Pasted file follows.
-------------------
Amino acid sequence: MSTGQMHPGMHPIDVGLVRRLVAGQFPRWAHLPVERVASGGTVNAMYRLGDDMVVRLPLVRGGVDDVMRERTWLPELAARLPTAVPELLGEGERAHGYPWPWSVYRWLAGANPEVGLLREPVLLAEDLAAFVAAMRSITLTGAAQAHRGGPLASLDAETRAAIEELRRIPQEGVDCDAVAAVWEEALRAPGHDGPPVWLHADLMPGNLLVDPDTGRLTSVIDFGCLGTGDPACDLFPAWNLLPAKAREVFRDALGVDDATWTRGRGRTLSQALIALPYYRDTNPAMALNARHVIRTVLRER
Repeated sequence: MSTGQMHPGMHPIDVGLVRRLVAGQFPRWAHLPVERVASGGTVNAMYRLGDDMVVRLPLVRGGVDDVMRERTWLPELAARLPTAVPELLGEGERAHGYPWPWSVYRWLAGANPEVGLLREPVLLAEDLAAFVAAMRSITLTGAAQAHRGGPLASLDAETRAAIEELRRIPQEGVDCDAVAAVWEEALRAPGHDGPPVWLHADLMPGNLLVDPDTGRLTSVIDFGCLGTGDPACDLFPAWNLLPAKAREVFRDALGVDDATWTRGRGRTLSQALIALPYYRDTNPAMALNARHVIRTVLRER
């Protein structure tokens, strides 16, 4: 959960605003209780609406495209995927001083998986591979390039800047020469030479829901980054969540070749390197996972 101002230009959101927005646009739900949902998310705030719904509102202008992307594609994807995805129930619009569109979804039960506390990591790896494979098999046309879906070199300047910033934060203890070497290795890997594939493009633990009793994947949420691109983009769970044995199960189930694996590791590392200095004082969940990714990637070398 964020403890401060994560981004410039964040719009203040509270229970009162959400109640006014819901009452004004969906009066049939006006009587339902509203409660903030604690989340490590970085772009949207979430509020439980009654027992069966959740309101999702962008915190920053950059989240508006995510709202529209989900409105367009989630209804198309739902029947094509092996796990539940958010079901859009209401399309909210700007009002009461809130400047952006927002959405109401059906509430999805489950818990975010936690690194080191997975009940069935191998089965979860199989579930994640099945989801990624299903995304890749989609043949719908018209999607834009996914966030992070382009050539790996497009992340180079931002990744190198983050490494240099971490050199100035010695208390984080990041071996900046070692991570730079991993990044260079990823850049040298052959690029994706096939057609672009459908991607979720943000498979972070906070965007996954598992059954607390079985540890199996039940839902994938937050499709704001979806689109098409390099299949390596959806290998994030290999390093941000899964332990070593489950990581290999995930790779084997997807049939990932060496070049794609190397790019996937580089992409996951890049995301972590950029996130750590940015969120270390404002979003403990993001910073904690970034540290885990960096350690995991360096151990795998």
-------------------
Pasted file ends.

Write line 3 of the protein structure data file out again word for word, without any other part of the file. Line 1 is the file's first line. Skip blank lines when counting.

């Protein structure tokens, strides 16, 4: 959960605003209780609406495209995927001083998986591979390039800047020469030479829901980054969540070749390197996972 101002230009959101927005646009739900949902998310705030719904509102202008992307594609994807995805129930619009569109979804039960506390990591790896494979098999046309879906070199300047910033934060203890070497290795890997594939493009633990009793994947949420691109983009769970044995199960189930694996590791590392200095004082969940990714990637070398 964020403890401060994560981004410039964040719009203040509270229970009162959400109640006014819901009452004004969906009066049939006006009587339902509203409660903030604690989340490590970085772009949207979430509020439980009654027992069966959740309101999702962008915190920053950059989240508006995510709202529209989900409105367009989630209804198309739902029947094509092996796990539940958010079901859009209401399309909210700007009002009461809130400047952006927002959405109401059906509430999805489950818990975010936690690194080191997975009940069935191998089965979860199989579930994640099945989801990624299903995304890749989609043949719908018209999607834009996914966030992070382009050539790996497009992340180079931002990744190198983050490494240099971490050199100035010695208390984080990041071996900046070692991570730079991993990044260079990823850049040298052959690029994706096939057609672009459908991607979720943000498979972070906070965007996954598992059954607390079985540890199996039940839902994938937050499709704001979806689109098409390099299949390596959806290998994030290999390093941000899964332990070593489950990581290999995930790779084997997807049939990932060496070049794609190397790019996937580089992409996951890049995301972590950029996130750590940015969120270390404002979003403990993001910073904690970034540290885990960096350690995991360096151990795998």